Most encoding schemes have shortcomings regarding space requirement, the most economic ones don’t cover all unicode code points, for example ascii only covers the first 128, while latin-1 covers the first 256. Others that try to be more comprehensive end up also being wasteful, since they require more bytes than necessary, even for common “cheap” characters. UTF-16 for instance, uses a minimum of 2 bytes per character, including those in the ascii range (‘B’ which is 65, still requires 2 bytes of storage in UTF-16). UTF-32 is even more wasteful as it stores all characters in 4 bytes.
UTF-8 happens to have cleverly resolved the dilemma, with a scheme able to store code points with a variable amount of byte spaces. As part of its encoding strategy, UTF-8 laces code points with flag bits that indicate (presumably to decoders) their space requirements and their boundaries.
UTF-8 encoding of unicode code points in the ascii range (0-127):
0xxx xxxx (in binary)
- the x’s show the actual space reserved to “store” the code point during encoding
- The leading 0 is a flag that indicates to the UTF-8 decoder that this code point will only require 1 byte.
- upon encoding, UTF-8 doesn’t change the value of code points in that specific range (i.e. 65 encoded in UTF-8 is also 65). Considering that Unicode and ASCII are also compatible in the same range, it incidentally makes UTF-8 and ASCII also compatible in that range.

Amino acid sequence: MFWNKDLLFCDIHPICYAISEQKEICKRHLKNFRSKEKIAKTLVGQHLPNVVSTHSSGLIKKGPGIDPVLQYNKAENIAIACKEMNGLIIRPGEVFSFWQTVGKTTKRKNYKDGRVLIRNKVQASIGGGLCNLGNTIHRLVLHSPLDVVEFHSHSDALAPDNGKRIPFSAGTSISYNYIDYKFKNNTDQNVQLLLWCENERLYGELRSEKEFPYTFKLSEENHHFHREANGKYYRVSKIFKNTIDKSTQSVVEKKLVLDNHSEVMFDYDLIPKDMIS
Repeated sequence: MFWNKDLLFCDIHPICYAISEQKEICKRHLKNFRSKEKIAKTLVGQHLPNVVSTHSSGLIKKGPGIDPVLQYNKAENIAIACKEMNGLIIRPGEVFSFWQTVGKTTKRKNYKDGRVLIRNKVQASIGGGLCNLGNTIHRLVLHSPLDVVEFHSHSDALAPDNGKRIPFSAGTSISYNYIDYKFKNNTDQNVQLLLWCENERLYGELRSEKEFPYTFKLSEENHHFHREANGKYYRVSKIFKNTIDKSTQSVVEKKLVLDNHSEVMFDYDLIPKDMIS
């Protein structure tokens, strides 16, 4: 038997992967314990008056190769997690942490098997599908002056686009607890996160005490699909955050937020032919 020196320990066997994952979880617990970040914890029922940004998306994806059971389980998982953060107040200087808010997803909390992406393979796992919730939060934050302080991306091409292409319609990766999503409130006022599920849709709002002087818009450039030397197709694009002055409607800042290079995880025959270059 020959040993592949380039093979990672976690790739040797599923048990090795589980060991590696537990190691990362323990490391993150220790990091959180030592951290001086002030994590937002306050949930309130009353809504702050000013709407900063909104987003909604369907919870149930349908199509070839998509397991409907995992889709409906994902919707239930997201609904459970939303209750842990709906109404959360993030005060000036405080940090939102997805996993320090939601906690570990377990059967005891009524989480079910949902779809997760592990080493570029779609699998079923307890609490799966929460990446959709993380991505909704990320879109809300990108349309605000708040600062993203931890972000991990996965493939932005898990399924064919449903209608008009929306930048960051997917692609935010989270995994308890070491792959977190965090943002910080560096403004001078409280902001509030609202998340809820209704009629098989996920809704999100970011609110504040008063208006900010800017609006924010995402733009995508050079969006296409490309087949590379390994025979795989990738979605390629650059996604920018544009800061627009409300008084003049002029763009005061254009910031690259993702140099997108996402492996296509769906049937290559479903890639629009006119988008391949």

e.g. Unicode code point for ‘B’ is ‘0x42’ or 0100 0010 in binary (as we said, it’s the same in ASCII). After encoding in UTF-8 it becomes:
0xxx xxxx <-- UTF-8 encoding for Unicode code points 0 to 127
*100 0010 <-- Unicode code point 0x42
0100 0010 <-- UTF-8 encoded (exactly the same)
UTF-8 encoding of Unicode code points above 127 (non-ascii):
110x xxxx 10xx xxxx <-- (from 128 to 2047)
1110 xxxx 10xx xxxx 10xx xxxx <-- (from 2048 to 65535)
- the leading bits ‘110’ indicate to the UTF-8 decoder the beginning of a code point encoded in 2 bytes, whereas ‘1110’ indicates 3 bytes, 11110 would indicate 4 bytes and so forth.
- the inner ’10’ flag bits are used to signal the beginning of an inner byte.
- again, the x’s mark the space where the Unicode code point value is stored after encoding.
e.g. ‘é’ Unicode code point is 0xe9 (233).
1110 1001 <-- 0xe9
When UTF-8 encodes this value, it determines that the value is larger than 127 and less than 2048, therefore should be encoded in 2 bytes:
110x xxxx 10xx xxxx <-- UTF-8 encoding for Unicode 128-2047
***0 0011 **10 1001 <-- 0xe9
1100 0011 1010 1001 <-- 'é' after UTF-8 encoding
C 3 A 9
The 0xe9 Unicode code points after UTF-8 encoding becomes 0xc3a9. Which is exactly how the terminal receives it. If your terminal is set to decode strings using latin-1 (one of the non-unicode legacy encodings), you’ll see Ã©, because it just so happens that 0xc3 in latin-1 points to Ã and 0xa9 to ©.